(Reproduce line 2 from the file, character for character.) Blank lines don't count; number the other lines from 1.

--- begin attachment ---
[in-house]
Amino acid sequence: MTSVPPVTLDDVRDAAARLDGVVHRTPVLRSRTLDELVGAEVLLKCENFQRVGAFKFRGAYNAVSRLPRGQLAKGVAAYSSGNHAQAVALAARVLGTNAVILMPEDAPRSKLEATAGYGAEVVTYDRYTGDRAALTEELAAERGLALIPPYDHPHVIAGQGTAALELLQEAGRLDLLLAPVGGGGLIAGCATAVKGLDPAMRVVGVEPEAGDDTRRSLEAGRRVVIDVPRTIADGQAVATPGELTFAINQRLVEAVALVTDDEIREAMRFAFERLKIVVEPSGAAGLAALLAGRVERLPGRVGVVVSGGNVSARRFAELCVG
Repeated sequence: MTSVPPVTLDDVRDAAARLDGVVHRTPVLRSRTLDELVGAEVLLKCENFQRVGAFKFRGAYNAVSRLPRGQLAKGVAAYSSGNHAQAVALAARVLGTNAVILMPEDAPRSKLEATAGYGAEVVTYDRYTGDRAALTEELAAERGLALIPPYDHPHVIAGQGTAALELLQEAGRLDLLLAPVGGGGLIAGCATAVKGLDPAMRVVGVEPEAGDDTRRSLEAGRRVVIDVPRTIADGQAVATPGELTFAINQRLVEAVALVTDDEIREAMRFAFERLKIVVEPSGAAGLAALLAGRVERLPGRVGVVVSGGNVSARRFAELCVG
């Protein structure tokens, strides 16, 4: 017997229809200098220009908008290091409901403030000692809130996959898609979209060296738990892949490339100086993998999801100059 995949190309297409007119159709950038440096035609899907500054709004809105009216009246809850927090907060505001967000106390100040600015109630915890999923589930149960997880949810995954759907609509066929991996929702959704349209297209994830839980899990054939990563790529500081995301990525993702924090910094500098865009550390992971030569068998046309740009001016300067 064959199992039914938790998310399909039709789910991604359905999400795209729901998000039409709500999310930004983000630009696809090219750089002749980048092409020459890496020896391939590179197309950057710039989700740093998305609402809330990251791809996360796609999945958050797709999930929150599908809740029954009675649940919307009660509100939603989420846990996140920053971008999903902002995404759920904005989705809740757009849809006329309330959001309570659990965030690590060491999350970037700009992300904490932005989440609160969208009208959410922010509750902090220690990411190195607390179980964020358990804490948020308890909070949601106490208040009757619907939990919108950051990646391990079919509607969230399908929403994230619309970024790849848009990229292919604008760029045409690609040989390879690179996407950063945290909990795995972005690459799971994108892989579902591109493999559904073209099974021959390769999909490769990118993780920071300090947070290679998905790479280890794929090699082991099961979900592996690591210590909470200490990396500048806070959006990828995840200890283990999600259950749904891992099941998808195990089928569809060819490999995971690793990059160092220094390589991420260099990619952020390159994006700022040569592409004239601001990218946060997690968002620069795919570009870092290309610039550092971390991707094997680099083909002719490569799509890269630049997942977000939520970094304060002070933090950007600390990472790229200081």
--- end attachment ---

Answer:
Amino acid sequence: MTSVPPVTLDDVRDAAARLDGVVHRTPVLRSRTLDELVGAEVLLKCENFQRVGAFKFRGAYNAVSRLPRGQLAKGVAAYSSGNHAQAVALAARVLGTNAVILMPEDAPRSKLEATAGYGAEVVTYDRYTGDRAALTEELAAERGLALIPPYDHPHVIAGQGTAALELLQEAGRLDLLLAPVGGGGLIAGCATAVKGLDPAMRVVGVEPEAGDDTRRSLEAGRRVVIDVPRTIADGQAVATPGELTFAINQRLVEAVALVTDDEIREAMRFAFERLKIVVEPSGAAGLAALLAGRVERLPGRVGVVVSGGNVSARRFAELCVG